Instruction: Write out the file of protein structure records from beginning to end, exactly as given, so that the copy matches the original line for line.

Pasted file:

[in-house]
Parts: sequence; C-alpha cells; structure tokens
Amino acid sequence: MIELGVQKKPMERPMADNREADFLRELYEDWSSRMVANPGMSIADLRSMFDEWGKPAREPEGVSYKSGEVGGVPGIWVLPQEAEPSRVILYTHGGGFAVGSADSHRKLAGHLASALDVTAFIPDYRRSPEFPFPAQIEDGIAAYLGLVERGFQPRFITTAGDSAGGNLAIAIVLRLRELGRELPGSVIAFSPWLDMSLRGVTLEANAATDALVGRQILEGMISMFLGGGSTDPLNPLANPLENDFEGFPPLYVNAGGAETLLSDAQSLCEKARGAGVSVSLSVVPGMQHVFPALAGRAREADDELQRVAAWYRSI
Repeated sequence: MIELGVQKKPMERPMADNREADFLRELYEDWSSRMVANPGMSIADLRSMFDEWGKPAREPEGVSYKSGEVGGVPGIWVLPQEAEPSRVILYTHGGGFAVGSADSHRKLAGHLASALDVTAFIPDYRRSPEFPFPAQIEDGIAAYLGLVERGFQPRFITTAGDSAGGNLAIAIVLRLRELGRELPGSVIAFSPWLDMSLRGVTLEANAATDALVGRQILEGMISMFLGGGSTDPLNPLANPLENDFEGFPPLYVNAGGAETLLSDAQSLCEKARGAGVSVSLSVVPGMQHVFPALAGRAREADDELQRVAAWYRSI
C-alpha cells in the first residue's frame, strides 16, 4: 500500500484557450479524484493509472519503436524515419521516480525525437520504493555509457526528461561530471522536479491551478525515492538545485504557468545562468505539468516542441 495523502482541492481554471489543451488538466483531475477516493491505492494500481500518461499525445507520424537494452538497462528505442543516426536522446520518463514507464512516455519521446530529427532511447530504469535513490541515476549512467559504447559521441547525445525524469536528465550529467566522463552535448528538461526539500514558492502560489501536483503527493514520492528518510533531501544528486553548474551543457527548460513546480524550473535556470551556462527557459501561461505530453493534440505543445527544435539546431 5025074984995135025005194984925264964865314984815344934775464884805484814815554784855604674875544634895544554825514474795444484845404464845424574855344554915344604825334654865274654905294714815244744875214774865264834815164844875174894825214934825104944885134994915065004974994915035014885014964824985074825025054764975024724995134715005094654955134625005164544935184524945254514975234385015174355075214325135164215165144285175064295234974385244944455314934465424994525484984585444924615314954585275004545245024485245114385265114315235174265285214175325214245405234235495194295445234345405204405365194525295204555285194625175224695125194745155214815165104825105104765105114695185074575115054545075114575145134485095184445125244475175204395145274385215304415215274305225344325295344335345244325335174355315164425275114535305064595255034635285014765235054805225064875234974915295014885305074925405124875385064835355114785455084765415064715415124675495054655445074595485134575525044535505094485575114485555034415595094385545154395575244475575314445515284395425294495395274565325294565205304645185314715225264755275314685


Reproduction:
[in-house]
Parts: sequence; C-alpha cells; structure tokens
Amino acid sequence: MIELGVQKKPMERPMADNREADFLRELYEDWSSRMVANPGMSIADLRSMFDEWGKPAREPEGVSYKSGEVGGVPGIWVLPQEAEPSRVILYTHGGGFAVGSADSHRKLAGHLASALDVTAFIPDYRRSPEFPFPAQIEDGIAAYLGLVERGFQPRFITTAGDSAGGNLAIAIVLRLRELGRELPGSVIAFSPWLDMSLRGVTLEANAATDALVGRQILEGMISMFLGGGSTDPLNPLANPLENDFEGFPPLYVNAGGAETLLSDAQSLCEKARGAGVSVSLSVVPGMQHVFPALAGRAREADDELQRVAAWYRSI
Repeated sequence: MIELGVQKKPMERPMADNREADFLRELYEDWSSRMVANPGMSIADLRSMFDEWGKPAREPEGVSYKSGEVGGVPGIWVLPQEAEPSRVILYTHGGGFAVGSADSHRKLAGHLASALDVTAFIPDYRRSPEFPFPAQIEDGIAAYLGLVERGFQPRFITTAGDSAGGNLAIAIVLRLRELGRELPGSVIAFSPWLDMSLRGVTLEANAATDALVGRQILEGMISMFLGGGSTDPLNPLANPLENDFEGFPPLYVNAGGAETLLSDAQSLCEKARGAGVSVSLSVVPGMQHVFPALAGRAREADDELQRVAAWYRSI
C-alpha cells in the first residue's frame, strides 16, 4: 500500500484557450479524484493509472519503436524515419521516480525525437520504493555509457526528461561530471522536479491551478525515492538545485504557468545562468505539468516542441 495523502482541492481554471489543451488538466483531475477516493491505492494500481500518461499525445507520424537494452538497462528505442543516426536522446520518463514507464512516455519521446530529427532511447530504469535513490541515476549512467559504447559521441547525445525524469536528465550529467566522463552535448528538461526539500514558492502560489501536483503527493514520492528518510533531501544528486553548474551543457527548460513546480524550473535556470551556462527557459501561461505530453493534440505543445527544435539546431 5025074984995135025005194984925264964865314984815344934775464884805484814815554784855604674875544634895544554825514474795444484845404464845424574855344554915344604825334654865274654905294714815244744875214774865264834815164844875174894825214934825104944885134994915065004974994915035014885014964824985074825025054764975024724995134715005094654955134625005164544935184524945254514975234385015174355075214325135164215165144285175064295234974385244944455314934465424994525484984585444924615314954585275004545245024485245114385265114315235174265285214175325214245405234235495194295445234345405204405365194525295204555285194625175224695125194745155214815165104825105104765105114695185074575115054545075114575145134485095184445125244475175204395145274385215304415215274305225344325295344335345244325335174355315164425275114535305064595255034635285014765235054805225064875234974915295014885305074925405124875385064835355114785455084765415064715415124675495054655445074595485134575525044535505094485575114485555034415595094385545154395575244475575314445515284395425294495395274565325294565205304645185314715225264755275314685